“How do we make sure an ambulance can get to a routine event, like a crash on the highway? How can we ensure that the same consistent standard of care would be available to that person? How do you get the ambulance onto the Don Valley Parkway when there are two million extra people in the region?”
Dr. Mazurik was part of the SARS Operation Centre in 2003 and was the Toronto Central LHIN G20 planning lead. She has conducted multiple multiagency exercises in Toronto since 2003 and will draw on her experience during those events to help prepare for the Pan Am Games. As the games approach, she’ll work with external partners, like EMS and police, to plan simulated crises.
“The easiest time to discuss what you should do is not at the time of a crisis,” Dr. Mazurik says. “Having stakeholders review their disaster plans simultaneously in preparation for a planned event or exercise creates readiness. The unexpected byproduct of this process is revealing innovative ways to deliver health care more efficiently now.”
She worked with a team in the lead-up to the G20 to create an electronic dashboard that could provide an at-a-glance look at the capacity of the critical services of 20 hospitals in Toronto. Hospitals uploaded their capacity data. A green icon meant all was well. Red triggered a teleconference. The system proved extremely useful, she says.
“The riots downtown meant that dialysis patients couldn’t get to appointments. There were burning cars; the TTC wasn’t running,” Dr. Mazurik says, adding they worked closely with police and military. “It triggered a response via the dashboard. All the other hospitals that had dialysis that weren’t in that zone of terror were ready and willing to take those patients. It was unprecedented. In the past, we would not have been aware there was a problem, let alone be able solve it.”
Dr. Mazurik is in talks to update the dashboard to be used during the Pan Am Games. And, better yet, all the time.
“There are certain kinds of situations that we hope aren’t going to come again,” Dr. Mazurik says. “But, as they say, there is no such thing as luck; there’s just working hard to be prepared.”
WHEN THE LIGHTS WENT OUT
When ice and wind took out power lines and left much of Toronto in the dark on December 21, 2013, Sunnybrook’s emergency response principles were put to the test.
Emergency generators immediately kicked in, providing critical areas with power and keeping patients safe.
And the emergency operations centre – bringing together staff leads from power plant, risk and patient safety, administration and units across the hospital – was up and running soon after the lights went out.
“I think it’s human behaviour to hear the word ‘emergency’ and think the worst,” says Trevor Hall, Sunnybrook’s patient safety specialist and emergency preparedness leader. “Sunnybrook’s response proved that an emergency can be controlled. People came to work. We had great communications, which is something that often fails. Most patient service wasn’t interrupted. I think all of Sunnybrook and our external partners did a great job working as a team and maintaining the patient experience.”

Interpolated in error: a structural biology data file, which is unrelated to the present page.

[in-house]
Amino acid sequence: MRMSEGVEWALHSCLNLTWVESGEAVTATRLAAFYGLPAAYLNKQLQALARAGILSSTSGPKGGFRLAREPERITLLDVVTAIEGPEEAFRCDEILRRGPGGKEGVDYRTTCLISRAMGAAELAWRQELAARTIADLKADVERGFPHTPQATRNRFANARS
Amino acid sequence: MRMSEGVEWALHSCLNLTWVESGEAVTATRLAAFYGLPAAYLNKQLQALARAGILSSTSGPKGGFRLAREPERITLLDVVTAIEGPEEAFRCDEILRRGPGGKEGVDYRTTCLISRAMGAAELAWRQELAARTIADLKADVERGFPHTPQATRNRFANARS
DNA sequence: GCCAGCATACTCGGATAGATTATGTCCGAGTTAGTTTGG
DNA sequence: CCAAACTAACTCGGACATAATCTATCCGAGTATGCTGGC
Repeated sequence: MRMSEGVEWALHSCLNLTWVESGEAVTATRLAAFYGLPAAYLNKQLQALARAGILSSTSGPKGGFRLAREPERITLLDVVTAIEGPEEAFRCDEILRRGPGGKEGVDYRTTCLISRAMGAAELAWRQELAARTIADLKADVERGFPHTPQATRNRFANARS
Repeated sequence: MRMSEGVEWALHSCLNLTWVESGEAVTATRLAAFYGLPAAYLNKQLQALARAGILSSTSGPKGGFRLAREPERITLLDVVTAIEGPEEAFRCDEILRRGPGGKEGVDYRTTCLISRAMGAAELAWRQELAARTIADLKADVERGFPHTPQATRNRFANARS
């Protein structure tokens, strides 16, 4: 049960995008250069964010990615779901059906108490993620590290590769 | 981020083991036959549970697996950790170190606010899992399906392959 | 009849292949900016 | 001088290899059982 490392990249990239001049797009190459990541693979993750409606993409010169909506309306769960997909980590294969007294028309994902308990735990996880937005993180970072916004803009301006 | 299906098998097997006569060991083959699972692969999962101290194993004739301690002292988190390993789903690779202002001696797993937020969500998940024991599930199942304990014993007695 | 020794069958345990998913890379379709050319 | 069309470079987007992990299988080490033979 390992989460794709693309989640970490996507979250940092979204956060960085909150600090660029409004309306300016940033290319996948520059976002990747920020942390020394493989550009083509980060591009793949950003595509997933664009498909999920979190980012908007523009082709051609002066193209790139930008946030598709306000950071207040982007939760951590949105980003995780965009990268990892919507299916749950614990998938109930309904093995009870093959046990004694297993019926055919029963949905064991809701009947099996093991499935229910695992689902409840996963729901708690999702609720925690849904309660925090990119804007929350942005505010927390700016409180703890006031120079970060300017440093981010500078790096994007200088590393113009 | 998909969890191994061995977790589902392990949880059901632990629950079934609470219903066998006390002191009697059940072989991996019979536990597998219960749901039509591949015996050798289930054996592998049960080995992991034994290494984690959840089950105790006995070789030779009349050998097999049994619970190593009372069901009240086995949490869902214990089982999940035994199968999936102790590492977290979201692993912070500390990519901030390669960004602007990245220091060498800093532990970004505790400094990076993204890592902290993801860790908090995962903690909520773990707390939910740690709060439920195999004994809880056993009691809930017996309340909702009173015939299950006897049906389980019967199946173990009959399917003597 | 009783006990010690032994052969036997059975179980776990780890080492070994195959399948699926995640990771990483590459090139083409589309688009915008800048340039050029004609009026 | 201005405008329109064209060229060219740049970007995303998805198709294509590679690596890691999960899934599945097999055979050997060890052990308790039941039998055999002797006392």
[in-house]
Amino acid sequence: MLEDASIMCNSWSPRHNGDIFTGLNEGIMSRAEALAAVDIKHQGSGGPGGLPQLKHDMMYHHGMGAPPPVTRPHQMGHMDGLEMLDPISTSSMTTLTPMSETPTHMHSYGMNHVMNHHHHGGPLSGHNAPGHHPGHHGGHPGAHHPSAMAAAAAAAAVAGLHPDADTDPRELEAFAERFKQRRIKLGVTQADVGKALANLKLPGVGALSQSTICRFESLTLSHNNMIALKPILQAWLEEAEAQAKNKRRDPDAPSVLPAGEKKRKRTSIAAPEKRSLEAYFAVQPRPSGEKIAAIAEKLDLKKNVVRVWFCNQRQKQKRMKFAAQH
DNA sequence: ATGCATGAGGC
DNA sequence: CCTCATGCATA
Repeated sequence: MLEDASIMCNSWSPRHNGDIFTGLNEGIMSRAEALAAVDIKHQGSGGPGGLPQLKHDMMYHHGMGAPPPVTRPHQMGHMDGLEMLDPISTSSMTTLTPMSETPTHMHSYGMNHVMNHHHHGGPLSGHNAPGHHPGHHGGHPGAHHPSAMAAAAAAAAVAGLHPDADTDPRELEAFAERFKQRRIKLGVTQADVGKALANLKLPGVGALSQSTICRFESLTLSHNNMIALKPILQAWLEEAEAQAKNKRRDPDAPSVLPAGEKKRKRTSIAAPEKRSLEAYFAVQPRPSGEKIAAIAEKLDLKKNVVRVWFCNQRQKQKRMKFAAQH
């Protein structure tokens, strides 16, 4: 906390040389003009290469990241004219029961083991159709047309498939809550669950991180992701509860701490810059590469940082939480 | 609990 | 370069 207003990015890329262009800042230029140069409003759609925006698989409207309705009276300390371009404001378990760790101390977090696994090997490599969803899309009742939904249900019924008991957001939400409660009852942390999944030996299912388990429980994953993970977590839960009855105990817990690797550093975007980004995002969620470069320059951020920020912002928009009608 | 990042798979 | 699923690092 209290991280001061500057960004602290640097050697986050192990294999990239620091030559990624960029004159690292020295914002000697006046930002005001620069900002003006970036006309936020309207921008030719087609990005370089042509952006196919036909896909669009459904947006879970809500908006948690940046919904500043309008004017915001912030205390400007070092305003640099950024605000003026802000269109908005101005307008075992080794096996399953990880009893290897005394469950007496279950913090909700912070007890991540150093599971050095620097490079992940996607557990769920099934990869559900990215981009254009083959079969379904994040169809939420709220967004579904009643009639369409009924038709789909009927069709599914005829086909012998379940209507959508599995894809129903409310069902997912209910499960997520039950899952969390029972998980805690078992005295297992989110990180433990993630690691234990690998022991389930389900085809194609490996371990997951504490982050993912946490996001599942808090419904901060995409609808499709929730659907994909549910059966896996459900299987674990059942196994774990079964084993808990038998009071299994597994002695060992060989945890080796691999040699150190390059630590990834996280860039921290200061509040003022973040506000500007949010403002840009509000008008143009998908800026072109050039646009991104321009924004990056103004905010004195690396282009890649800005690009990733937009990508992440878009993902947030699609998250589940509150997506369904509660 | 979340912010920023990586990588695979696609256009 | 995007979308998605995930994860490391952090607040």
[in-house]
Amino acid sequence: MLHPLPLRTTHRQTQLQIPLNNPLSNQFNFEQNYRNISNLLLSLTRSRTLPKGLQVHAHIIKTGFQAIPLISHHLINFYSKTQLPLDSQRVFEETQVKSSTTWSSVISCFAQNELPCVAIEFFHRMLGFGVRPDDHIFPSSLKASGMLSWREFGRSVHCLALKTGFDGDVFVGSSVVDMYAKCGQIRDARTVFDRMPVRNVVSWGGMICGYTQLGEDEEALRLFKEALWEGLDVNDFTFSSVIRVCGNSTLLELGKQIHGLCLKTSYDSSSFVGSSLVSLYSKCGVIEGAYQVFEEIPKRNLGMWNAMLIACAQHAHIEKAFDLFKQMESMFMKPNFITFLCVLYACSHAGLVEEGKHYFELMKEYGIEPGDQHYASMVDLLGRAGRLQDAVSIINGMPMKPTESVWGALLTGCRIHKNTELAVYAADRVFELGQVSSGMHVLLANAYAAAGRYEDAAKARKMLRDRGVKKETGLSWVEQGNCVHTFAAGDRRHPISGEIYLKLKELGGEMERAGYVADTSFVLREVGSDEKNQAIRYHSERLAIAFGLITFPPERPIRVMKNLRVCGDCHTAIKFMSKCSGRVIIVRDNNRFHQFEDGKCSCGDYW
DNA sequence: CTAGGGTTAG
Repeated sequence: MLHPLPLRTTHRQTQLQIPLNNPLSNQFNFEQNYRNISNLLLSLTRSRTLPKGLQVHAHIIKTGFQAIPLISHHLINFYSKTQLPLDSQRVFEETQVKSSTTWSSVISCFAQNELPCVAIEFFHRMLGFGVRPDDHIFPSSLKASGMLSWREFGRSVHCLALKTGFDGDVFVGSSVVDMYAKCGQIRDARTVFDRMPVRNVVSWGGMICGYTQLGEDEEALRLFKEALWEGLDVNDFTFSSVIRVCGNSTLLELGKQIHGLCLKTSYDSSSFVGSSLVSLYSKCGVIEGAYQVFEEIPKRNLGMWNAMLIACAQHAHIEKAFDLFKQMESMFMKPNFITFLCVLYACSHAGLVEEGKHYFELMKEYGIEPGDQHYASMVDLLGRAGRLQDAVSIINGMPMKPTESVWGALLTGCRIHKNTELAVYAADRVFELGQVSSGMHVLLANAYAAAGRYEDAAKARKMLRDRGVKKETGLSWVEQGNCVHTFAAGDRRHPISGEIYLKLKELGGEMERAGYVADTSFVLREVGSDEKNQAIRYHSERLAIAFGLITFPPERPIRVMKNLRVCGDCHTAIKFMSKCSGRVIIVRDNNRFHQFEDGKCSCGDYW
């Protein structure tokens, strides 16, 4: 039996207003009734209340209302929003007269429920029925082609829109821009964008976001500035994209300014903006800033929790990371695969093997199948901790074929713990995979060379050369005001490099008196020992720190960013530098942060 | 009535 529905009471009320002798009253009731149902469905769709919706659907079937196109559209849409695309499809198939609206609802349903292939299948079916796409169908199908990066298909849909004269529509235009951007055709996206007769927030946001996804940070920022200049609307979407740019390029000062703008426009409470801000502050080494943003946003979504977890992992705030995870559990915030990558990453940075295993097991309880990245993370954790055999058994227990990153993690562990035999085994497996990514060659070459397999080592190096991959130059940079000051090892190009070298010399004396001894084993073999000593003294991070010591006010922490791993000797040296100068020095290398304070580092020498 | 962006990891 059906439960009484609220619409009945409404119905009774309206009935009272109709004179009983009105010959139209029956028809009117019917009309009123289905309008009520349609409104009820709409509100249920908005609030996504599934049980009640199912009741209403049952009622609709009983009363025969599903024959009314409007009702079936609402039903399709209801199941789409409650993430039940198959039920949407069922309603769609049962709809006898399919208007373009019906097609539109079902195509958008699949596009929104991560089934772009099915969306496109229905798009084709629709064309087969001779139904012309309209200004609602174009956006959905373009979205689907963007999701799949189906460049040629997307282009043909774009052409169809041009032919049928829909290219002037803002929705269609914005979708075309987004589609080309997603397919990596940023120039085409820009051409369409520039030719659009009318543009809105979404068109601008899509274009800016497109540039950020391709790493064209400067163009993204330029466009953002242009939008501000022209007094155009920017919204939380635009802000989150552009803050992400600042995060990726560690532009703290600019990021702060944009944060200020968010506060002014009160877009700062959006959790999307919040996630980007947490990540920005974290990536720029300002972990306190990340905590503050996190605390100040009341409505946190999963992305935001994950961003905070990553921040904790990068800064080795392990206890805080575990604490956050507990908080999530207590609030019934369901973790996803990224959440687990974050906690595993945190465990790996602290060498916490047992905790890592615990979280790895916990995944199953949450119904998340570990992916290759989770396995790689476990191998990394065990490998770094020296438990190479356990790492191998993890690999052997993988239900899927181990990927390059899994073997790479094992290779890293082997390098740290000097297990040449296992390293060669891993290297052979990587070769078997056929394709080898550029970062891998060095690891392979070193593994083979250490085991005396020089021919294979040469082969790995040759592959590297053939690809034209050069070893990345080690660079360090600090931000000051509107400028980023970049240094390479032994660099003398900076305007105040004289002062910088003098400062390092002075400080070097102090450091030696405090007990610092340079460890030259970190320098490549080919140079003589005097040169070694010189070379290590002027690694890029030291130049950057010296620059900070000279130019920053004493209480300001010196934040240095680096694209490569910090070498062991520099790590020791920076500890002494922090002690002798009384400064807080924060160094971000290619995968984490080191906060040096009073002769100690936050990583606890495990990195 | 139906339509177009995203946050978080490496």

Because it was unclear how long Sunnybrook would be off the grid, a decision was made to transfer six babies out of the Neonatal Intensive Care Unit (NICU) to neighbouring hospitals. The NICU had undergone mock Code Green (evacuation) exercises to practise these scenarios.
Sunnybrook’s power was restored within two days. But as power outages around the city continued into the third day, a concern arose among Toronto hospitals, the local health integration network and community partners, as well as the Ministry of Health and Long-Term Care, that the emergency departments across the city could see a surge in patients due to the extreme cold.
The province’s Emergency Medical Assistance Team was deployed and set up a field hospital in Sunnybrook’s McLaughlin Auditorium within nine hours. The field hospital saw patients not sick enough for a medical bed, but who had other issues preventing them from being released to a warming centre or home.
“This demonstrated great leadership and enhanced patient safety,” Hall says. “It also proved that Sunnybrook can provide surge capacity for the city and the GTA when it matters most.”
This content was produced by The Globe and Mail's advertising department, in consultation with Sunnybrook. The Globe's editorial department was not involved in its creation.Report Typo/Error